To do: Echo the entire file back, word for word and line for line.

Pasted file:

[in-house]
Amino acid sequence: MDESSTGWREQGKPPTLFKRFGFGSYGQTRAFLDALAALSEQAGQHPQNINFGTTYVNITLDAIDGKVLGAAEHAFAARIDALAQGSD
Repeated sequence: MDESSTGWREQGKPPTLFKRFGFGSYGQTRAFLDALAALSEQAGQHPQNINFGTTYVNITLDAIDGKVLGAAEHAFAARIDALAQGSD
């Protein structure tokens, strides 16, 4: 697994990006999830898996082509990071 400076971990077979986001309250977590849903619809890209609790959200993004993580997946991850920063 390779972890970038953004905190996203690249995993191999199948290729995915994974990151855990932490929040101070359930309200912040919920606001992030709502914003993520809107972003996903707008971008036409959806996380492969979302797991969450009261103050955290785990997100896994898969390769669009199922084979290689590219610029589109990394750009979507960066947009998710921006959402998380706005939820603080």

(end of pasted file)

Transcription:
[in-house]
Amino acid sequence: MDESSTGWREQGKPPTLFKRFGFGSYGQTRAFLDALAALSEQAGQHPQNINFGTTYVNITLDAIDGKVLGAAEHAFAARIDALAQGSD
Repeated sequence: MDESSTGWREQGKPPTLFKRFGFGSYGQTRAFLDALAALSEQAGQHPQNINFGTTYVNITLDAIDGKVLGAAEHAFAARIDALAQGSD
């Protein structure tokens, strides 16, 4: 697994990006999830898996082509990071 400076971990077979986001309250977590849903619809890209609790959200993004993580997946991850920063 390779972890970038953004905190996203690249995993191999199948290729995915994974990151855990932490929040101070359930309200912040919920606001992030709502914003993520809107972003996903707008971008036409959806996380492969979302797991969450009261103050955290785990997100896994898969390769669009199922084979290689590219610029589109990394750009979507960066947009998710921006959402998380706005939820603080």